The temperatures are dropping, snow will start to fall and soon, seemingly everyone on the roads will collectively forget how to drive in the first storm, even though they were perfectly fine at the end of last winter. Here’s how you can avoid that pileup.
Our friends over at Team O’Neil Rally School pulled together a list of safe winter driving tips because you can’t drive in snow like you would on a road. Your car reacts differently to the low-friction surface, so you need to know exactly how to respond if that happens.
- Plan for winter driving - You can be the safest winter driver on the road, but you’re only as good as the tools you use. Be sure your tires still have a deep tread, or better yet buy winter tires. Tires with a good tread, intended for winter use are critical and serve as your point of contact with the road. Be sure other parts of your car are in good working order as well; wiper blades, windshield washer fluid filled and have at least a half tank of gas. Pack an emergency kit in your car with gloves, hat, coat, small shovel, jumper cables and tow strap.
- Test the conditions…and your car – Before you are faced with a real-world driving challenge, find a safe, open space and firmly apply your brakes or make a hard turn. Doing this early in the winter will allow you to know how your car reacts in these conditions, its limits, your limits, and how to safely compensate for it. Doing so throughout the winter and during different storms will give you a better idea of the current conditions and how much steering and braking input you can effectively utilize. This will also allow you to know how much to compensate for the conditions.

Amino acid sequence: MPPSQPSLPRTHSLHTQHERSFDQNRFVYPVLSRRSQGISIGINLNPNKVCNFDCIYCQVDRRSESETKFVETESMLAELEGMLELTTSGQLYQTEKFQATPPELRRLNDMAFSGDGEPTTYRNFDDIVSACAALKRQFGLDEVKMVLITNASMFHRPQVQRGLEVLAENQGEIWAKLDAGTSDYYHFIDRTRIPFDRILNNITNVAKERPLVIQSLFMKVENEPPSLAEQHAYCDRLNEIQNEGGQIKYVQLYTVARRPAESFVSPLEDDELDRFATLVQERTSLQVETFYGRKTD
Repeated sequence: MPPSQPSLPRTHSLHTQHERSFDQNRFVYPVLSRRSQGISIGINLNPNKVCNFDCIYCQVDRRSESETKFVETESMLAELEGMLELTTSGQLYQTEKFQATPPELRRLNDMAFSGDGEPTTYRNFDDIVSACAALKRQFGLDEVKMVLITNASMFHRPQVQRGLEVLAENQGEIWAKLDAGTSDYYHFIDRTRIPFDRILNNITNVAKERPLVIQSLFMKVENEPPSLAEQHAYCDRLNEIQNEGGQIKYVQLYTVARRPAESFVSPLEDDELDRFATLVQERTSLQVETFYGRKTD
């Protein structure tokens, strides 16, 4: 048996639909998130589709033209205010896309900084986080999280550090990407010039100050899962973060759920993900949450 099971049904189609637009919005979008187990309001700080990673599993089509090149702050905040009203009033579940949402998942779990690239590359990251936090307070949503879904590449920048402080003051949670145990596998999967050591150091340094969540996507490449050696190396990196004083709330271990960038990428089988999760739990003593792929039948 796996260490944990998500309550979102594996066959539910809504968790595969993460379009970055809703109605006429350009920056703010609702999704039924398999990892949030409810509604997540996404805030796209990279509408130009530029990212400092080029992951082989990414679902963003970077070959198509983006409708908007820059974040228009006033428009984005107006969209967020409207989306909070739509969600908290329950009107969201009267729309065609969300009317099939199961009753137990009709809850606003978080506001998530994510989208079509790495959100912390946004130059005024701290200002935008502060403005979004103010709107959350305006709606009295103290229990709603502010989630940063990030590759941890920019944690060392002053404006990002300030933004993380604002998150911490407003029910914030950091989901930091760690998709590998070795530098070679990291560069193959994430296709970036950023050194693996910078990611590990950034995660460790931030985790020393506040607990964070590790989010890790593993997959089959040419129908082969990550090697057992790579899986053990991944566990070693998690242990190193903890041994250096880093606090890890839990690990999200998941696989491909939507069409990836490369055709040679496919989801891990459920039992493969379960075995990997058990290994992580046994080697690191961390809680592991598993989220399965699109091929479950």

- Look where you want to go – This simple rule sounds obvious, but keeping it mind will help you end up where you want to be. When confronted with an unexpected slide, drivers often will fixate on an object on the side of the road, inevitably the car will head towards that object. Remain calm and stay focused on where you want the car to go, continue to concentrate on your driving inputs and often you will have a positive result.
- Prioritize your maneuvers – With limited traction available, try to separate your throttle, steering and braking inputs. Envision only doing one of these things at a time. Accelerate and brake in a straight line whenever possible, try to only steer while going around a corner. Tires have limited grip in slippery winter conditions, by asking them to do too much simultaneously you run the risk of losing grip and beginning to slide out of control.
- Be aware safety systems can be counter-productive – Systems such as ABS (Anti-lock Braking System) are in place to keep your wheels from locking up under heavy braking. When surfaces are slick enough from snow and ice this may result in you requiring several times the distance to come to a stop. Traction control is meant to eliminate the tires spinning faster than the distance of road traveled. Sometimes in winter, wheel spin is beneficial in cutting through the top layer of snow/ice and finding grip below it. Be prepared to have trouble accelerating and braking in certain slippery scenarios. Know these systems and what their positive and negative impacts are.
Just because it’s winter, it also doesn’t mean you have to feel trapped at home, unable to go to work or school, because it’s crappy outside. Getting around just takes extra care and attention. Remember: stay defensive. Just because you know how to drive in these conditions doesn’t mean everyone else does.
And if conditions are extraordinarily bad outside, stay home and wait it out. It’s safer that way.